The ACTS of PAUL and THECLA.
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The Martyrdom of the holy and glorious first Martyr and Apostle Thecla. [Tertullian says that this piece was forged by a Presbyter of Asia, who being convicted, "confessed that he did it out of respect of Paul," and Pope Gelasius, in his Decree against apocryphal books, inserted it among them. Notwithstanding this, a large part of the history was credited, and looked upon as genuine among the primitive Christians. Cyprian, Eusebius, Epiphanius, Austin, Gregory Nazianzen, Chrysostom, and Severus Sulpitius, who all lived within the fourth century, mention Thecla, or refer to her history. Basil of Seleucia wrote her acts, sufferings, and victories, in verse; and Euagrius Scholasticus, an ecclesiastical historian, about 590, relates that "after the Emperor Zeno had abdicated his empire, and Basilik had taken possession of it, he had a vision of the holy and excellent martyr Thecla, who promised him the restoration of his empire; for which, when it was brought about, he erected and dedicated a most noble and sumptuous temple to this famous martyr Thecla, at Seleucia, a city of Isauria, and bestowed upon it very noble endowments, which (says the author) are preserved even till this day." Hist. Eccl., lib. 3, cap. 8.--Cardinal Baronius, Locrinus, Archbishop Wake, and others; and also the learned Grabe, who edited the Septuagint, and revived the Acts of Paul and Thecla, consider them as having been written in the Apostolic age; as containing nothing superstitious, or disagreeing from the opinions and belief of those times; and, in short, as a genuine and authentic history. Again, it is said, that this is not the original book of the early Christians; but however that may be, it is published from the Greek MS. in the Bodleian Library at Oxford, which Dr. Mills copied and transmitted to Dr. Grabe.]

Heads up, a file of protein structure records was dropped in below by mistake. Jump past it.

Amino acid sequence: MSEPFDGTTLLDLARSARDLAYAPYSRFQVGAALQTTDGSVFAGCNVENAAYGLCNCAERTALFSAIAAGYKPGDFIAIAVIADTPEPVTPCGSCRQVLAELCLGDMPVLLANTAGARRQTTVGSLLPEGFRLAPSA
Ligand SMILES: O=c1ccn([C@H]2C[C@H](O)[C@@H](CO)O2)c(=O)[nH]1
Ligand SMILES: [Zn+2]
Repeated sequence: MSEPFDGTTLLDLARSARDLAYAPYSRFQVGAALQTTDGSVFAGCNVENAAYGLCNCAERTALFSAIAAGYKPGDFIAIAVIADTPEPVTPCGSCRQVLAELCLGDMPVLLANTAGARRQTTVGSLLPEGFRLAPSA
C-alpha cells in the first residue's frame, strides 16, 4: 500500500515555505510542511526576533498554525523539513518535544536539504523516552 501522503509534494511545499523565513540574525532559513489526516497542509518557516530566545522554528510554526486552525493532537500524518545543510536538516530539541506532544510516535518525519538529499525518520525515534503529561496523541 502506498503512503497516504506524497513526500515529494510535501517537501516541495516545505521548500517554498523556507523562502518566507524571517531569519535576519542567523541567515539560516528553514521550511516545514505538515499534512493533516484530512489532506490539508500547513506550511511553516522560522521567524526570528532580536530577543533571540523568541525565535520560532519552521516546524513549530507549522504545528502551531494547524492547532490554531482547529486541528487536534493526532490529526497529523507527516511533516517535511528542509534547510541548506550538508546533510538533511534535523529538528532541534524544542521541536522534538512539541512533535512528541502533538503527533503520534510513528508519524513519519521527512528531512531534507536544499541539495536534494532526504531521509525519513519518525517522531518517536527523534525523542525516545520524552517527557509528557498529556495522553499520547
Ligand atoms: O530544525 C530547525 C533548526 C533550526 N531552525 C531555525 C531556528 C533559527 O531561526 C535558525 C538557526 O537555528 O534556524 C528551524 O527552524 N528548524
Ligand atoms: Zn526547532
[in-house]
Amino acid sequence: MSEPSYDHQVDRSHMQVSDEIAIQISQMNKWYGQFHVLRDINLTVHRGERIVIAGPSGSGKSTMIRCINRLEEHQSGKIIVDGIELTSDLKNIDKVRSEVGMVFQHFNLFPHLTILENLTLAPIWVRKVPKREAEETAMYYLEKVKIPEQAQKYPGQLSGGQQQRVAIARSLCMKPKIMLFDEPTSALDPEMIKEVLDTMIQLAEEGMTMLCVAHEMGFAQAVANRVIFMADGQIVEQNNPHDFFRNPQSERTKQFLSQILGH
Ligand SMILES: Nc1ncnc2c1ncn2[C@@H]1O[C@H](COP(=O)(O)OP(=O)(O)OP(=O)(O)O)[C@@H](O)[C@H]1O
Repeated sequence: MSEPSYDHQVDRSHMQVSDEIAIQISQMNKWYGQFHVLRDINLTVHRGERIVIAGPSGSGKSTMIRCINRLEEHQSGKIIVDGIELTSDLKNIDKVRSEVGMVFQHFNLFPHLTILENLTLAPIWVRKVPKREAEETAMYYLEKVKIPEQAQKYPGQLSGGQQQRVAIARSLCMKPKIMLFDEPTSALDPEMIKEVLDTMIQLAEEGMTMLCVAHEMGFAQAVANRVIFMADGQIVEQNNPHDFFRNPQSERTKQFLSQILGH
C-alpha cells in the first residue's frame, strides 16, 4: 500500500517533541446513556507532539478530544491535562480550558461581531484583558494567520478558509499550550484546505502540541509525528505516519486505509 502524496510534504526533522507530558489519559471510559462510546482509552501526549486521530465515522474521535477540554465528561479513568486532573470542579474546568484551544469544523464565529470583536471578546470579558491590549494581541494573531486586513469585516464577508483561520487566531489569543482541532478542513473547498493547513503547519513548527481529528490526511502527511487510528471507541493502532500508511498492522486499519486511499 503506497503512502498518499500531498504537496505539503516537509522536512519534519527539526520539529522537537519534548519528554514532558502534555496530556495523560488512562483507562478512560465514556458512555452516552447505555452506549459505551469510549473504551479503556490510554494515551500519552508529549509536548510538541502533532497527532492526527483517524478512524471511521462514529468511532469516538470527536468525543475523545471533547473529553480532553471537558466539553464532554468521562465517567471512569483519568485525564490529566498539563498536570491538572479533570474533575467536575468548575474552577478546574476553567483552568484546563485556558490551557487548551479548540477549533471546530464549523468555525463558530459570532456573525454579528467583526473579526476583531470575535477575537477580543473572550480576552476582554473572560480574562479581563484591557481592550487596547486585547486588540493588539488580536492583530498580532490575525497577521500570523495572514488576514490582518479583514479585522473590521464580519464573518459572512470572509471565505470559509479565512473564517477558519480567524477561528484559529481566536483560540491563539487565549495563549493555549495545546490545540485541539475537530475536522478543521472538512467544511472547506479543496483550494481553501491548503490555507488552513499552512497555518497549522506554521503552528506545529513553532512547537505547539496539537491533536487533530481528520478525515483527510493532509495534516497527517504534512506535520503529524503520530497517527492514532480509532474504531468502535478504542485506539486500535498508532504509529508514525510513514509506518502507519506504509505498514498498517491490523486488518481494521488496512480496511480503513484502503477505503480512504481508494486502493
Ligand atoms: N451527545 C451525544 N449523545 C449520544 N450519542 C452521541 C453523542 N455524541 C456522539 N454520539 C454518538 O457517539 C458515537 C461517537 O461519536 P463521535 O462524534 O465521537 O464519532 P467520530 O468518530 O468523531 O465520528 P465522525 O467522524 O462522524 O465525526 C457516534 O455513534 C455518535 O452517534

(William Wake and Solomon Caesar Malan version)



1. 1  
WHEN Paul went up to Iconium, after his flight from Antioch, Demas and Hermogenes became his companions, who were then full of hypocrisy.